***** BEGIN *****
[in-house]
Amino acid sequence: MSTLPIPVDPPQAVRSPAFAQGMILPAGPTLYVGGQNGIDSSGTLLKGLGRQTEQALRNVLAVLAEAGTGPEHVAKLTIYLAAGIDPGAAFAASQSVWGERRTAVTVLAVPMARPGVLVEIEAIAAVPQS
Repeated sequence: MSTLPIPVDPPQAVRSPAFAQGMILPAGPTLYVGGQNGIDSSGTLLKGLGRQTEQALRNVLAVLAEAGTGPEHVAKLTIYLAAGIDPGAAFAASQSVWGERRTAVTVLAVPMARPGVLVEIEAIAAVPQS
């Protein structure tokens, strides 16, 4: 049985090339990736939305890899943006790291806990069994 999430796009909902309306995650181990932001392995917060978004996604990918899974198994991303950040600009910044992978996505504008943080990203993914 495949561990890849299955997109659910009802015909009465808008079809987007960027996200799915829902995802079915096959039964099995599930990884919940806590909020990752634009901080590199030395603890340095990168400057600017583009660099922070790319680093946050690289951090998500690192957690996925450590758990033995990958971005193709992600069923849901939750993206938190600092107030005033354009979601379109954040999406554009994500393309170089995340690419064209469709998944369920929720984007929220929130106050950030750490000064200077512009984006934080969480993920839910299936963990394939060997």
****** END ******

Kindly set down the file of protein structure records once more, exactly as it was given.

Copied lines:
[in-house]
Amino acid sequence: MSTLPIPVDPPQAVRSPAFAQGMILPAGPTLYVGGQNGIDSSGTLLKGLGRQTEQALRNVLAVLAEAGTGPEHVAKLTIYLAAGIDPGAAFAASQSVWGERRTAVTVLAVPMARPGVLVEIEAIAAVPQS
Repeated sequence: MSTLPIPVDPPQAVRSPAFAQGMILPAGPTLYVGGQNGIDSSGTLLKGLGRQTEQALRNVLAVLAEAGTGPEHVAKLTIYLAAGIDPGAAFAASQSVWGERRTAVTVLAVPMARPGVLVEIEAIAAVPQS
């Protein structure tokens, strides 16, 4: 049985090339990736939305890899943006790291806990069994 999430796009909902309306995650181990932001392995917060978004996604990918899974198994991303950040600009910044992978996505504008943080990203993914 495949561990890849299955997109659910009802015909009465808008079809987007960027996200799915829902995802079915096959039964099995599930990884919940806590909020990752634009901080590199030395603890340095990168400057600017583009660099922070790319680093946050690289951090998500690192957690996925450590758990033995990958971005193709992600069923849901939750993206938190600092107030005033354009979601379109954040999406554009994500393309170089995340690419064209469709998944369920929720984007929220929130106050950030750490000064200077512009984006934080969480993920839910299936963990394939060997």